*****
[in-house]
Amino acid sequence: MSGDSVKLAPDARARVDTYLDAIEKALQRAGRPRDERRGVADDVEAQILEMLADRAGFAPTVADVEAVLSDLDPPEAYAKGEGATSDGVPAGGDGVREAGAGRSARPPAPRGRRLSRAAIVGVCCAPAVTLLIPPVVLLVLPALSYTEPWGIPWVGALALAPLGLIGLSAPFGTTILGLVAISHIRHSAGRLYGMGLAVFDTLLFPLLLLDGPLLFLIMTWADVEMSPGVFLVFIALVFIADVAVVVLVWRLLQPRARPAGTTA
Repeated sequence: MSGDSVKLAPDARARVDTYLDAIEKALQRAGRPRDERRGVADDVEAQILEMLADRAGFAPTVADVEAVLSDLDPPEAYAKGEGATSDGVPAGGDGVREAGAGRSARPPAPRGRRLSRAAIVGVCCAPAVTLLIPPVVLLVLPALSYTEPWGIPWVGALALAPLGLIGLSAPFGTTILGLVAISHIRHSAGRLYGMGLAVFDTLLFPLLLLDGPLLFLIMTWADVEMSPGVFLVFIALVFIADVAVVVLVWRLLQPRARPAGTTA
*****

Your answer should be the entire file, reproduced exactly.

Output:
[in-house]
Amino acid sequence: MSGDSVKLAPDARARVDTYLDAIEKALQRAGRPRDERRGVADDVEAQILEMLADRAGFAPTVADVEAVLSDLDPPEAYAKGEGATSDGVPAGGDGVREAGAGRSARPPAPRGRRLSRAAIVGVCCAPAVTLLIPPVVLLVLPALSYTEPWGIPWVGALALAPLGLIGLSAPFGTTILGLVAISHIRHSAGRLYGMGLAVFDTLLFPLLLLDGPLLFLIMTWADVEMSPGVFLVFIALVFIADVAVVVLVWRLLQPRARPAGTTA
Repeated sequence: MSGDSVKLAPDARARVDTYLDAIEKALQRAGRPRDERRGVADDVEAQILEMLADRAGFAPTVADVEAVLSDLDPPEAYAKGEGATSDGVPAGGDGVREAGAGRSARPPAPRGRRLSRAAIVGVCCAPAVTLLIPPVVLLVLPALSYTEPWGIPWVGALALAPLGLIGLSAPFGTTILGLVAISHIRHSAGRLYGMGLAVFDTLLFPLLLLDGPLLFLIMTWADVEMSPGVFLVFIALVFIADVAVVVLVWRLLQPRARPAGTTA